Northwest Airlines Corp., the second-largest carrier at Milwaukee's Mitchell International Airport, will continue to reduce flights from Milwaukee, with additional cuts scheduled to take effect in January, an airline spokesman said Tuesday.
As of Jan. 4, Northwest will no longer offer non-stop service from Milwaukee to LaGuardia Airport in New York and Ronald Reagan National Airport in Washington, D.C., spokesman Kurt Ebenhoch said. Those flights had been offered through Northwest Airlink, the regional carrier affiliated with Northwest Airlines.
The reductions come after earlier cutbacks by Northwest Airlines at Mitchell and other airports. The reductions are part of Northwest's reorganization under Chapter 11 bankruptcy protection and are designed to meet Chief Executive Officer Doug Steenland's goal of trimming unprofitable flights.
The reductions will likely benefit Oak Creek-based Midwest Air Group Inc., the corporate parent of Midwest Airlines Inc. and its regional carrier, Midwest Connect. Midwest Airlines/Midwest Connect is the dominant player at Mitchell, with a 49.2% market share.
With the latest Northwest reductions, Midwest will be the only carrier that flies non-stop from Milwaukee to LaGuardia and Reagan National.
That might give Midwest an opportunity to raise fares on those two routes, both of which are popular with business travelers, said Michael Boyd, president of Boyd Group Inc., an aviation consulting firm based in Evergreen, Colo.
"If they can, they will," Boyd said.
But Boyd said there might be other alternatives for southern Wisconsin travelers, such as the newly announced American Eagle service from Madison's Dane County Regional Airport to LaGuardia. Also, Continental Airlines offers non-stop service from Mitchell to Newark, N.J., a destination often used by people traveling to New York, and Northwest will continue offering one-stop service to New York and other destinations through its hubs.
Fares, however, are generally moving up nationally, mainly because of an overall decline in seating capacity among U.S. carriers, said Carol Skornicka, Midwest Air Group senior vice president of corporate affairs. She declined to comment on specific routes but said Midwest hopes fares will generally increase in order to help the financially stressed airline industry.
With the cutbacks, Northwest will offer 18 daily non-stop departures from Mitchell to six cities, including the airline's hubs in Detroit, Minneapolis/St. Paul and Memphis, Tenn., Ebenhoch said. Northwest also will continue to offer non-stop service to Las Vegas, Los Angeles and Orlando, he said.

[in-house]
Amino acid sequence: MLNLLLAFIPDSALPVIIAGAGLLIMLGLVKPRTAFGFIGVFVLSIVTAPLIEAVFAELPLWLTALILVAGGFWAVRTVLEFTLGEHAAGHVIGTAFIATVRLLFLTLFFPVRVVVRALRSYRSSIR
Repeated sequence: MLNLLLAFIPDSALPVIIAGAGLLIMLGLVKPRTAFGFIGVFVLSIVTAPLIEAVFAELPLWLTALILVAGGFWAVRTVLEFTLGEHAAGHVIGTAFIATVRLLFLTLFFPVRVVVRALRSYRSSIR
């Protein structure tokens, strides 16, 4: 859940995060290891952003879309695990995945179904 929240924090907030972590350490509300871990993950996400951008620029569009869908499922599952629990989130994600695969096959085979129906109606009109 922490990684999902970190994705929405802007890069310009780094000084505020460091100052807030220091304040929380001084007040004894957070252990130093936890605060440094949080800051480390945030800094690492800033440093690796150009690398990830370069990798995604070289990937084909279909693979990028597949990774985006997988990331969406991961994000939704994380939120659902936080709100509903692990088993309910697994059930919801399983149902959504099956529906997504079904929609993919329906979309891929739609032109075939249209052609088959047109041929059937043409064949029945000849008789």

As of Oct. 31, Northwest dropped non-stop service from Mitchell to Boston, Denver, Kansas City and Toronto. The airline made other cutbacks in August.
In 2002, before Northwest expanded at Mitchell, it offered 16 daily departures. By this summer, that number was up to 38 daily flights, part of Northwest's "heartland strategy" of offering more flights from Midwest destinations, such as Milwaukee and Indianapolis.
But high fuel costs, industry overcapacity and the growth of low-cost carriers such as AirTran Airways Inc. and Frontier Airlines Inc., have hurt the financial performance of many Northwest flights.
Northwest will continue to emphasize its global scope, including connections through its hubs, Ebenhoch said.
As Northwest and other carriers cut flights, industry analysts expect a reduction of airline seating capacity in 2006 of 2% to 3%, Midwest Air Chairman and Chief Executive Officer Timothy Hoeksema said last week. That tightened supply will provide power to raise ticket prices, he said, and could help some airlines become profitable.
Midwest Air has taken steps to cut costs but also will continue to boost revenue by adding flights, with an expected capacity increase of 16% in 2006, following a 21% capacity increase in 2005, Hoeksema told Milwaukee Press Club members.
Midwest Airlines and Midwest Connect offer around 140 departures to 42 cities.
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